Navere smiles briefly, his lips quickly returning to their normal stoic flatness.
“I was a small and sickly child. Weak and pale and slow. Nearly blind, half deaf, not only the youngest of six, but the weakest. My siblings were always faster and stronger and tougher. Even as small children I could barely hold my own against them, and that was only because they pitied me and feared our mother’s wrath. I briefly knew an uncle that thought I was too weak to survive life in our harsh land and should be cast out to die on the side of the mountain. I say briefly because one winter, she dragged him by the scruff of the neck out to the side of the mountain and he never returned.”
Navere smiles sadly and says, “In his defense, his points were of merit. I was a burden to my family. But. I was family, and I was loved, and as I grew older I was occasionally useful. I could barely speak, but I could still make my family smile.”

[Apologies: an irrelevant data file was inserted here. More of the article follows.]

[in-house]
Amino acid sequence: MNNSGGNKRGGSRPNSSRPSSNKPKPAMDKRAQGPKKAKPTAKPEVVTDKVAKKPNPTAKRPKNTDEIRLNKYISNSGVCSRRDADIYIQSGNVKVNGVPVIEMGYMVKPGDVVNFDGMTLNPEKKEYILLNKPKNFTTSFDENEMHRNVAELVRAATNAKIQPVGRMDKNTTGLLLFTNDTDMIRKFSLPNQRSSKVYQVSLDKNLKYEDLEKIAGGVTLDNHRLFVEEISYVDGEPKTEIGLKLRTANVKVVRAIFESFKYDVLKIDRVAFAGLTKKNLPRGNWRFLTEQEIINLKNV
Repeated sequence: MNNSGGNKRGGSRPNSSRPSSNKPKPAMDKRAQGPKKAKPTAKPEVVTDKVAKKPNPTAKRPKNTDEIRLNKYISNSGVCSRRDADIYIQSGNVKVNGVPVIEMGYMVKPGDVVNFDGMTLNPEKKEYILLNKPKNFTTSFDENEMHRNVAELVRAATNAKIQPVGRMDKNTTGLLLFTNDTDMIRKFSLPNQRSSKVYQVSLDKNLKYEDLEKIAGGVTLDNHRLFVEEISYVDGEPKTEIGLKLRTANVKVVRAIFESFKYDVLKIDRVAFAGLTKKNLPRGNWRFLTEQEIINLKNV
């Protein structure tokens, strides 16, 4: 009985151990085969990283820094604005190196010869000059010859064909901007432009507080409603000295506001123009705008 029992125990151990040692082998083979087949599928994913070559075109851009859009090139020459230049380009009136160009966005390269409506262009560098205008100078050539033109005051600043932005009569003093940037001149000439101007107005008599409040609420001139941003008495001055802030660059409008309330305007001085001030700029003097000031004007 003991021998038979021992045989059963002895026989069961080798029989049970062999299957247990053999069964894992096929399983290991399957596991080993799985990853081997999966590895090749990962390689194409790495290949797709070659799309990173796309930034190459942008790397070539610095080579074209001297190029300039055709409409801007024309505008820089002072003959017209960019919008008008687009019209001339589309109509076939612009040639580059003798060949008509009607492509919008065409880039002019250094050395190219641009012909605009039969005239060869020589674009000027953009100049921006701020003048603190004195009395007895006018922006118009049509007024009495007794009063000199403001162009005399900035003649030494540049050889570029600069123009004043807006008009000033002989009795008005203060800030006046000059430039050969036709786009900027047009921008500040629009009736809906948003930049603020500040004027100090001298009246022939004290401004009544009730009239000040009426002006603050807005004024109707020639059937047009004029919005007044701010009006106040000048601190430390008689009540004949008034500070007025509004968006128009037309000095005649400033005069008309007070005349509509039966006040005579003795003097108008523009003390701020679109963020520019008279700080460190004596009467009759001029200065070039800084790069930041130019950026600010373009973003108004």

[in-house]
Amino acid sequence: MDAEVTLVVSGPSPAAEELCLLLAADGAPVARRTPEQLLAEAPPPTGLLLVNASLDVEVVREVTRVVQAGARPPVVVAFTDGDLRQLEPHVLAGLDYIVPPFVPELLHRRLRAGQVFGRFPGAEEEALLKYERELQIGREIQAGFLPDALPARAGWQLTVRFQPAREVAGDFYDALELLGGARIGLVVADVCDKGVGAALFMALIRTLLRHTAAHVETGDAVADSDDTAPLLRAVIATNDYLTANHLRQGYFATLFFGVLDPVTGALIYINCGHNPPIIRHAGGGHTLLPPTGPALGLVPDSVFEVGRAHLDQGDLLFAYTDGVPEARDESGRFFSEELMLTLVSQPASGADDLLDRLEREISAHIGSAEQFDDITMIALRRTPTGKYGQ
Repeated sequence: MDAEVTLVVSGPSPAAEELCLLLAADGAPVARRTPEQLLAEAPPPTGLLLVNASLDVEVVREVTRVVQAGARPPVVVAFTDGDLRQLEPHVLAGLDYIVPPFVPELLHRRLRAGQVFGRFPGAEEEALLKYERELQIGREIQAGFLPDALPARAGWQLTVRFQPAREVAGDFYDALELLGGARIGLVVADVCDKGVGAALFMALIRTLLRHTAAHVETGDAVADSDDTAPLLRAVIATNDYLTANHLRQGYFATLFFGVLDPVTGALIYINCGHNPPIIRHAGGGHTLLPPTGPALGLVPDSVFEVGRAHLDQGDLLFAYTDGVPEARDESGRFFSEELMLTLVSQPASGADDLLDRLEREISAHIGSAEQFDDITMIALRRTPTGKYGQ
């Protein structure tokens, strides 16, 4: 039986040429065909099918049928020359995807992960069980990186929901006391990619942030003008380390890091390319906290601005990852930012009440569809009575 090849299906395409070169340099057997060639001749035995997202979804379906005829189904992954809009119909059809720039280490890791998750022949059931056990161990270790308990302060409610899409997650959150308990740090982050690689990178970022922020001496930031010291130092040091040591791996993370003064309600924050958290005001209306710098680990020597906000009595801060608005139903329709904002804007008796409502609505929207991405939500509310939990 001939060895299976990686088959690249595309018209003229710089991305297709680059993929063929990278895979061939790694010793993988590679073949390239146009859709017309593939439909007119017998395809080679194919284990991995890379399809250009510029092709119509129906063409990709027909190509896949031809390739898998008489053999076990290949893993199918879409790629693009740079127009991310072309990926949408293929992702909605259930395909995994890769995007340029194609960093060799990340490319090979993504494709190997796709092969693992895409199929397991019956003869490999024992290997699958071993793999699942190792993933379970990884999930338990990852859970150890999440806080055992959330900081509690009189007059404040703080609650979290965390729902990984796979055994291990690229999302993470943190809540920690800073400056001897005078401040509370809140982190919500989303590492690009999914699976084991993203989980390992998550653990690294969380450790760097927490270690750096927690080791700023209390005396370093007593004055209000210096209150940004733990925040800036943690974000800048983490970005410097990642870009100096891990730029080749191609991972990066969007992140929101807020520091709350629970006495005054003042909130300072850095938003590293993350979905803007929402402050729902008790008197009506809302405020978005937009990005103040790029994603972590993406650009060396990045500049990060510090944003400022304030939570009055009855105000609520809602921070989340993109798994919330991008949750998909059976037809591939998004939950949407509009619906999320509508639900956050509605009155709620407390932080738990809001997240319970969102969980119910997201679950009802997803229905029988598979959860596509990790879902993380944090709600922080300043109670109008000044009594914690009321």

Navere grins as he says, “I remember when I was still young, but no longer a child, the seasons had changed and ice was melting and the snow was heavy but still solid enough to pack. Snow perfect for snowballs. I had a cousin, big for his age and willing to throw his weight around, even if he was just throwing it at a cripple. We got into it and my father broke us up. I was of course the worse for it, black and blue and scratched up from head to toe. But I would not lay down in defeat and pain, and when my cousin turned to return to his siblings puffed up with pride for knocking me down, I hurled the perfect snowball right up his asshole. He yelped and bolted into the forest, and my antics and fine aim garnered a single bark of a laughter from my father.”